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What Would People Think?

Thursday, April 16, 2009

A Quick Thought On The Torture Memos

I've quickly glanced over the Torture Memos, the not-very-objective-but-still-accurate title given to the legal analyses by certain Bush Administration lawyers (i.e. John Yoo, Jay Bybee, Steven Bradbury) which were used to provide a legal cover for "enhanced interrogation techniques." Things like making someone stand in a stressful position for hours, sleep deprivation, extreme temperatures, putting someone in a tiny box with an insect (with the implication that the prisoner thinks it is poisonous) and waterboarding. No matter how much the memos try to dance around it, these things are torture.

I've glanced over the memos, but haven't analyzed them in detail. The thing about the memos that truly chills me to the core is the detached, clinical way they describe heinous acts and analyze whether they violate the law. This is the kind of language I use to analyze whether some company has committed an OSHA violation. This is the kind of language lawyers use to debate whether there has been a breach of contract.

This is not the language used to describe torture. I have to wonder what part of their soul these lawyers had to shut down to think and write like this.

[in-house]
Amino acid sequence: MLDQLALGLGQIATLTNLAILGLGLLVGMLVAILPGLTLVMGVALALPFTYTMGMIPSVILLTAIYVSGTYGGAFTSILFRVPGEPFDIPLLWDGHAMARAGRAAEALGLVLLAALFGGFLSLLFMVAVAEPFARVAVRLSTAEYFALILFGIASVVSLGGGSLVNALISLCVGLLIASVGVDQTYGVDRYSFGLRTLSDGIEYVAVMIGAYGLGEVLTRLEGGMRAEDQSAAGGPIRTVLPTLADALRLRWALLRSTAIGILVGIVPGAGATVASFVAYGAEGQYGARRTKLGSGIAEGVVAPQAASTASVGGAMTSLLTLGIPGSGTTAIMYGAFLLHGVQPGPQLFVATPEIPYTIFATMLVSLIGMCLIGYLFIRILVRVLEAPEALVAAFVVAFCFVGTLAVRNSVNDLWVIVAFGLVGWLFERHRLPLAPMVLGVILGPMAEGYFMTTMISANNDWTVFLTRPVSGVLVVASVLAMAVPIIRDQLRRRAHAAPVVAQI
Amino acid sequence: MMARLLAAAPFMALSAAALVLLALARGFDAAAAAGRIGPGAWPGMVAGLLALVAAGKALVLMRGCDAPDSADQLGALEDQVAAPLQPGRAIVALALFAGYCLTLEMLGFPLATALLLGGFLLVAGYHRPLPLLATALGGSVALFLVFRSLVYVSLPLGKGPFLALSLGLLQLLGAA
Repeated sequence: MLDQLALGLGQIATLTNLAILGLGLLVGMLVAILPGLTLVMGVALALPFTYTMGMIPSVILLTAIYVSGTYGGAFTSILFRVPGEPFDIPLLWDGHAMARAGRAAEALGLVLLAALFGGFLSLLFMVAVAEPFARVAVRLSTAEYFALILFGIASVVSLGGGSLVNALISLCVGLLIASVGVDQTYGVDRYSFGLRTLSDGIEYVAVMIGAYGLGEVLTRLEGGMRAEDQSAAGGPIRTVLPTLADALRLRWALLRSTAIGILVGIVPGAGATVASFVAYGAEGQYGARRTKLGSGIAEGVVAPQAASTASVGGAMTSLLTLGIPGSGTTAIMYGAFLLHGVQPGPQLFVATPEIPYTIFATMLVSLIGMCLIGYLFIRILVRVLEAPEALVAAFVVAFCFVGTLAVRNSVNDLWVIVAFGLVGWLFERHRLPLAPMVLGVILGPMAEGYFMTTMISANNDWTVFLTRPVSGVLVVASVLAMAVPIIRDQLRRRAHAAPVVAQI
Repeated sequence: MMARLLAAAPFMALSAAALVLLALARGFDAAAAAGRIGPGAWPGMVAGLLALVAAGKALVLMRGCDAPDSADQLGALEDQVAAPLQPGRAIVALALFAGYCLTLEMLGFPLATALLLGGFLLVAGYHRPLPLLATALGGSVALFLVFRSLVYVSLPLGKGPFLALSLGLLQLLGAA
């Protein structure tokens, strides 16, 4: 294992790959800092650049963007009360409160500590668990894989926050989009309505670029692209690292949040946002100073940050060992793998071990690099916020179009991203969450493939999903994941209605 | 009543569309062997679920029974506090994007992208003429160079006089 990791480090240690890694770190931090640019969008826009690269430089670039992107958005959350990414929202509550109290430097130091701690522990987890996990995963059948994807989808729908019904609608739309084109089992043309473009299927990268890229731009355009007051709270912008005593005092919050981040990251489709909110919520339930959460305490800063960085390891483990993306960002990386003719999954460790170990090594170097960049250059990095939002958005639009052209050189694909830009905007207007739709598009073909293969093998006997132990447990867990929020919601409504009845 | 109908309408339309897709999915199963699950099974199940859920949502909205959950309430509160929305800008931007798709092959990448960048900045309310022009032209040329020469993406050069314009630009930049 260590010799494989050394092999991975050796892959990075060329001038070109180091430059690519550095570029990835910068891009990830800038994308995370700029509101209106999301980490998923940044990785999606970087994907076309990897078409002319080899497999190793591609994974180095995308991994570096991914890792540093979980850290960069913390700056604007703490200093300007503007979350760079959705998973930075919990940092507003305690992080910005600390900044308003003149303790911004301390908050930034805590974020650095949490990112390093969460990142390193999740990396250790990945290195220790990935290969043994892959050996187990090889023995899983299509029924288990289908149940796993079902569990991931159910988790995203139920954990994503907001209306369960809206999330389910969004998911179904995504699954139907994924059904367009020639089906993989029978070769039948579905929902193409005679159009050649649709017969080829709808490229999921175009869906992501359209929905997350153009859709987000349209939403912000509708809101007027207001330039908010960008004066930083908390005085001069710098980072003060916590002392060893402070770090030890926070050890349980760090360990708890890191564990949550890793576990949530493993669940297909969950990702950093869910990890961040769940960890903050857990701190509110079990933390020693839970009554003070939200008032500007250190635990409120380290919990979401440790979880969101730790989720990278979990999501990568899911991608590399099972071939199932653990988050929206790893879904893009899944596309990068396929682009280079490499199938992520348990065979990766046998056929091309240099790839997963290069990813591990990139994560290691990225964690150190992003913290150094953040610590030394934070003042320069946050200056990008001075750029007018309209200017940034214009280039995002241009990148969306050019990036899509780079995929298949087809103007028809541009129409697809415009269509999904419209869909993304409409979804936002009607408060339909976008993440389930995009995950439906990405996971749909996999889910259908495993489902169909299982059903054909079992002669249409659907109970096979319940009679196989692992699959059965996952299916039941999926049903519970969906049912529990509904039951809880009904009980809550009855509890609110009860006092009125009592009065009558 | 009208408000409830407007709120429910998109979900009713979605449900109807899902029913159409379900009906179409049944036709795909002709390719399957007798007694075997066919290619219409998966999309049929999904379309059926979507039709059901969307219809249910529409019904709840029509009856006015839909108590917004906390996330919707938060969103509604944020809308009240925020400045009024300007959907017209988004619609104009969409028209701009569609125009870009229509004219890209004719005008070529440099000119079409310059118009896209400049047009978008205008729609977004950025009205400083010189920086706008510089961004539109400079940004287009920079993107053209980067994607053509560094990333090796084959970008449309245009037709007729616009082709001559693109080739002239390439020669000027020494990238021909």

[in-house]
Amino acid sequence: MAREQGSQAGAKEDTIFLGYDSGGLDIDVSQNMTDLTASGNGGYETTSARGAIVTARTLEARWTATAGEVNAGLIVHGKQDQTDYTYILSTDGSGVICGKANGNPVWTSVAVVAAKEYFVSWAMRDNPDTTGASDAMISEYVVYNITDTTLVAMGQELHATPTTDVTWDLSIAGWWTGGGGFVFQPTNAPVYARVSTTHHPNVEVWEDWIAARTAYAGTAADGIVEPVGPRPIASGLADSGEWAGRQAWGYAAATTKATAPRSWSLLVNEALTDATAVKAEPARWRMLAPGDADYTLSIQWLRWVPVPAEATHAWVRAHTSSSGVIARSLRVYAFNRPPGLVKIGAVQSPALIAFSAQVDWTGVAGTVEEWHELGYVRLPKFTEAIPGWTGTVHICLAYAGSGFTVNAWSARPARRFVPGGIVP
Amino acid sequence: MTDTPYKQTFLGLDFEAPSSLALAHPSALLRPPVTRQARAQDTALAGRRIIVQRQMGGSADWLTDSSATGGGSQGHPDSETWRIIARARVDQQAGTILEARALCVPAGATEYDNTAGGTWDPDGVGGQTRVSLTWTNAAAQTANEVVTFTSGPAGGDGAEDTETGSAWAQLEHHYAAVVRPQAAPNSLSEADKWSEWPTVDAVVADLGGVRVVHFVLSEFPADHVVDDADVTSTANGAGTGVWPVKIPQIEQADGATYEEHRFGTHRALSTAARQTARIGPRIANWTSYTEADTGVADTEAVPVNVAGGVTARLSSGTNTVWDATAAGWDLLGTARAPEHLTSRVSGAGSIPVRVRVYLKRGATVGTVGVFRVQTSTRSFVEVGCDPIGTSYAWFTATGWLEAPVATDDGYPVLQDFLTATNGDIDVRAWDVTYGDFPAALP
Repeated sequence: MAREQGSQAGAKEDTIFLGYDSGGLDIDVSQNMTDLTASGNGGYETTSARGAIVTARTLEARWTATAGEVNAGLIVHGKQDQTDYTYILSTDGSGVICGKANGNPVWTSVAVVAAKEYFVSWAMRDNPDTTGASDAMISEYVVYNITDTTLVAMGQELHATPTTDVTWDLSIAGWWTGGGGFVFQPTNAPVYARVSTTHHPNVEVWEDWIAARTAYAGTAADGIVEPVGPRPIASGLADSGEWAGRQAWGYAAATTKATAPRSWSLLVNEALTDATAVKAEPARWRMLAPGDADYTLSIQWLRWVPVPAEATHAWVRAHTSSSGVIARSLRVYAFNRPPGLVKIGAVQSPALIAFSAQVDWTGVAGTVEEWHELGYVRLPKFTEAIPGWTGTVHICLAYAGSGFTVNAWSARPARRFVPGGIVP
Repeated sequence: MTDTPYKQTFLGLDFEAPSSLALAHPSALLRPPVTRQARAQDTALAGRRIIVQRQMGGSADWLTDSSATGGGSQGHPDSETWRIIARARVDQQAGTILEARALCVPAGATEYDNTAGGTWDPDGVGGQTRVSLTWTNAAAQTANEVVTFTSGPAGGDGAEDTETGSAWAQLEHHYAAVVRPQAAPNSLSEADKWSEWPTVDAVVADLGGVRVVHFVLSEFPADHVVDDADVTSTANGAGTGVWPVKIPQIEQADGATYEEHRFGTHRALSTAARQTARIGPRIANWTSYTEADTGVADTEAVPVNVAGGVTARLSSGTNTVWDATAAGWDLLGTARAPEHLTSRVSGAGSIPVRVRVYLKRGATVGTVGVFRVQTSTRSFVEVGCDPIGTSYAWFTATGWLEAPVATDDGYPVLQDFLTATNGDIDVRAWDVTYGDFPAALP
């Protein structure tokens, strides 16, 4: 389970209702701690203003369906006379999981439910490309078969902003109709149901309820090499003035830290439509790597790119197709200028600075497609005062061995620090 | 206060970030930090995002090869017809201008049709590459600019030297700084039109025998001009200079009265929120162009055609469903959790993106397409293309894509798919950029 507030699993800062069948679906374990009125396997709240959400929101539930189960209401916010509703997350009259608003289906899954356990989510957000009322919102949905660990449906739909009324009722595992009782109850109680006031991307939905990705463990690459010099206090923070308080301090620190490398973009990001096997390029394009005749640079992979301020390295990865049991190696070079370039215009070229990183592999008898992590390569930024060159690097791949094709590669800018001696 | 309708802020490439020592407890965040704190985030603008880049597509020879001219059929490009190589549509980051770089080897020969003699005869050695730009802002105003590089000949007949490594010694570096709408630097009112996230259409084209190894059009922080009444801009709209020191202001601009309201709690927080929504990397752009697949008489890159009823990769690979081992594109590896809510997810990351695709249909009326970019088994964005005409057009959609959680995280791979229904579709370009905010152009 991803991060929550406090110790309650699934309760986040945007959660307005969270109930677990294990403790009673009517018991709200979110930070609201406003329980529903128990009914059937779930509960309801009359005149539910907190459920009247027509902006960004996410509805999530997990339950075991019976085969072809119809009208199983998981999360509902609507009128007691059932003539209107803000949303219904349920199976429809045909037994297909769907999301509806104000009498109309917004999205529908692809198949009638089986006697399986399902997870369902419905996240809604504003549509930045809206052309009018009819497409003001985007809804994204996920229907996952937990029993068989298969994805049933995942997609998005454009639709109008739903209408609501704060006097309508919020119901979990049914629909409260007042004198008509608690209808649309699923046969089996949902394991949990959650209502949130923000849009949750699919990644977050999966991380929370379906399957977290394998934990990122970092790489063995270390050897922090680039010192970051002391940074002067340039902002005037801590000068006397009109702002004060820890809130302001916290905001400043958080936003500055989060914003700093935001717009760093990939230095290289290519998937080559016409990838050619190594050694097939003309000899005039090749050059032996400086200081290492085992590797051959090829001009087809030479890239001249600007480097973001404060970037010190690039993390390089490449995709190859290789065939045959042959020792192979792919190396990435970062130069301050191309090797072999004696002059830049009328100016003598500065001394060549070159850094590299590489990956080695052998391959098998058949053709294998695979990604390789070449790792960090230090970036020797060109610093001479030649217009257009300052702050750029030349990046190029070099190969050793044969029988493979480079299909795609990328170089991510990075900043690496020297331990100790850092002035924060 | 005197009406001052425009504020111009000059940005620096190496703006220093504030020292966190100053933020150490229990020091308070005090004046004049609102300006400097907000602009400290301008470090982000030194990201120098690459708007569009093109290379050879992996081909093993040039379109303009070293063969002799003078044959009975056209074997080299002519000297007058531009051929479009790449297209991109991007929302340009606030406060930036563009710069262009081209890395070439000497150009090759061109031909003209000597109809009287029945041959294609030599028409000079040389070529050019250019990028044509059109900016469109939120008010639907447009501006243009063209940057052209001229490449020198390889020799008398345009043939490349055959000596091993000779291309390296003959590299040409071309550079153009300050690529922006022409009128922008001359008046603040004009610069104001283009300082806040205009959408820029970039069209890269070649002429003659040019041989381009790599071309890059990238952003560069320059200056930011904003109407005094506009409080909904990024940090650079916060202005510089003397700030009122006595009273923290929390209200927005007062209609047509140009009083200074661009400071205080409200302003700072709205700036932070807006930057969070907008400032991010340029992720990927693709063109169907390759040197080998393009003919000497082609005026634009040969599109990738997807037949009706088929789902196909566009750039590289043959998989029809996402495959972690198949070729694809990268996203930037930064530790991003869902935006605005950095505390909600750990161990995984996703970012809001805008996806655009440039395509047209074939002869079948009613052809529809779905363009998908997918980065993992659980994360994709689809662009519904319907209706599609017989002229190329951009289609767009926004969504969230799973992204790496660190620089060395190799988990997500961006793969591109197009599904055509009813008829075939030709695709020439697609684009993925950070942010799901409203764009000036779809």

Wednesday, April 15, 2009

An Actual Conversation I Had At Work Today

My co-workers and I were discussing the anti-tax "Tea Parties" taking place around the nation. (The main effect on me being such nasty traffic in Atlanta that I worked from home for the afternoon.)

Me: "So should I go down to the protest and thank them for paying my salary?"

Co-Worker # 1: "I think they'd probably stone you."

Me: "Death by stoning. Not a great way to go. Think I'll get back to work instead."

Co-Worker # 2: "Actually, they'd probably stone you with tea bags."

Me: "So instead of death by stoning, it would be death by t......On second thought, I'm not finishing that sentence."

Laughter ensues. Then work ensues. Lots of drafting of legal documents. The day gets more boring from there.

Friday, April 10, 2009

Good Friday Post

Instead of saying anything profound on my own, I'm just going to link to an interesting analysis from Slate. It's about the reasons put forth by scholars as to why Jesus was crucified....and why the Crucifixion was kind of an embarassing stumbling block for early Christians. The same author, a divinity school professor in Scotland, wrote an interesting article last year about the difficulty early Christians had with the concept of the Resurrection.

Also, my friend Mike (formerly Christian, now....I dunno, something other than Christian) poses questions about the role of Judas that are worth considering. Last year, he posted a self-proclaimed "over-the-top rant" on why the heck Christians like me call it "Good" Friday.